Sonyit is (NYSE: SNE) The stock recently fell after Japan revealed that its GDP fell 6.3% in the last quarter of 2019, marking its largest drop in five years. The decrease was attributed to an increase in sales tax, a destructive typhoon and sluggish trade.
Japan’s GDP is expected to contract again in the first quarter as the coronavirus epidemic disrupts its tourism industry and affects businesses that depend on Chinese supply chains and consumers. These two consecutive quarters of declines would mean a recession – and could cause trouble for big Japanese companies like Sony.
However, Sony’s shares rebounded from this brief faint when investors realized that the company was well diversified across several sectors and regions. Let’s see how the Japanese economic slowdown could have an impact on Sony, and if the title still has room after increasing by almost 50% in the past 12 months.
How much revenue does Sony generate in Japan?
Sony generated 30% of its sales in Japan in the last quarter, making it the company’s largest market. Here’s how its domestic sales have evolved over the past year.
Income (billion yen)
Percentage of revenues
Sony’s Japanese revenue grew 41% a year in the last quarter, but that’s mainly due to an easy comparison to the third quarter of 2018, when it sold its 25% stake in the Star Channel cable network Japan. Sony also sold certain shares of its real estate subsidiary SRE Holdings in the last quarter, and this product further boosted its growth. Excluding these one-off events, Sony’s growth in Japan remains rather lukewarm.
What do we know about Japanese companies from Sony?
Sony does not break down its Japanese revenues by end market. However, we do know that this is a major market for its PlayStation game consoles, consumer electronics, music, mobile games and financial services.
Sony has delivered 107.1 million PlayStation 4 consoles since late 2013, according to VGChartz. Of this total, 8.8 million, or 8%, were sold in Japan. Sony sells its PlayStation consoles at low margins or losses to drive higher margin software sales, but most of the best-selling games on the platform – including Grand Theft Auto V, Call of Duty: Black Ops 3, and Red Dead Redemption 2 – sold less than a million copies in Japan. As a result, international markets generally count much more for Sony’s gaming activities than for its domestic players.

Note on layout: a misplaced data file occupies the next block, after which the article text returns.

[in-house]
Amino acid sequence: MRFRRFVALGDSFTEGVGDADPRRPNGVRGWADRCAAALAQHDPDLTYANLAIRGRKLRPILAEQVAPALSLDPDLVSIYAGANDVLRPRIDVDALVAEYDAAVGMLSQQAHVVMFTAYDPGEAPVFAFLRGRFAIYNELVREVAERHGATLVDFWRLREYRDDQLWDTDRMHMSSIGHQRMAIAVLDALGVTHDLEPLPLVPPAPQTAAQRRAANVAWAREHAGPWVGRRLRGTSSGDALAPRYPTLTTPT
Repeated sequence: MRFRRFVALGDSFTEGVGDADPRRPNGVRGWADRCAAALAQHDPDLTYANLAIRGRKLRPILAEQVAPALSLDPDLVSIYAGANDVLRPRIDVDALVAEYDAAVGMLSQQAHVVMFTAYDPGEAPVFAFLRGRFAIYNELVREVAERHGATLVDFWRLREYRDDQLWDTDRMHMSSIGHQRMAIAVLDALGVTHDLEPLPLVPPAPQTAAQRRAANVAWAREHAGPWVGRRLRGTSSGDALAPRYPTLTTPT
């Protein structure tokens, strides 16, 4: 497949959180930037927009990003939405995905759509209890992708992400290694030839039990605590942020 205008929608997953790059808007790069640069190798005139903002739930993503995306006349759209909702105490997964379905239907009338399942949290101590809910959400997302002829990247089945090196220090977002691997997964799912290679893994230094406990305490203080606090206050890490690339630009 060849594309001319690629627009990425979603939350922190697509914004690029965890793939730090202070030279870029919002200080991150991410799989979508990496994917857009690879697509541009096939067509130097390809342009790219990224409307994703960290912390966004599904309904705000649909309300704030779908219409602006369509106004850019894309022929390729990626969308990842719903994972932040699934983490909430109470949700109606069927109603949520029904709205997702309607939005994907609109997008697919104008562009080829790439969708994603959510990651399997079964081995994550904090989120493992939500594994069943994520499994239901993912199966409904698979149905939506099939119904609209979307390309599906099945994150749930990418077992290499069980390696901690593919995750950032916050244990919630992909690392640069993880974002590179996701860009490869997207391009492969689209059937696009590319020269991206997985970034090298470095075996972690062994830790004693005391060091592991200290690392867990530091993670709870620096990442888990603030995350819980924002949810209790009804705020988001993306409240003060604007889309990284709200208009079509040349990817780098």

Sony’s consumer electronics unit has faced sluggish demand for its televisions and smartphones due to competition from rivals like Apple and Samsung. According to IHS Markit, Sony is still following Samsung and LG Electronics in the country’s premium TV market, while Apple controls nearly two-thirds of its smartphone market, according to StatCounter. The economic slowdown in Japan could make recovery from this activity even more difficult.
The music business of Sony, which also publishes mobile games through its subsidiary Aniplex, remains a mixed bag in Japan. Its music catalog is solid, with top-selling artists like UVERworld and Ikimono-gakari, and its streaming revenues are robust. However, this growth is partially offset by the decline in Spell / Grand Order, Aniplex’s popular mobile game which generates a large part of its revenues in Japan. On the positive side, music and mobile games are generally recession-resistant businesses – popular albums and new games could therefore breathe new life into musical unity.
However, Sony’s financial unit, which generates most of its revenue in Japan, could have difficulty if a full-blown recession occurs. Sales of its life insurance products may decline as consumers curb spending, while the value of Sony Bank’s investment portfolio may fall. This activity, which Sony plans to generate 17% of its turnover and 16% of its operating profit this year, could suffer the weight of a Japanese recession.
But will headwinds dominate downwinds?
The economic downturn in Japan will have an impact on Sony, but I think two main tailwinds – the growing demand for its image sensors and the upcoming launch of the PS5 – will help counter these headwinds. In addition, the next Tokyo Olympics in the summer could revive the Japanese economy if the coronavirus crisis ends.
Investors should keep an eye on Sony’s consumer electronics and financial services segments as Japan’s economic growth falters, but they shouldn’t panic and sell their shares in a well-managed, non-trading company only 15 times next year’s profits.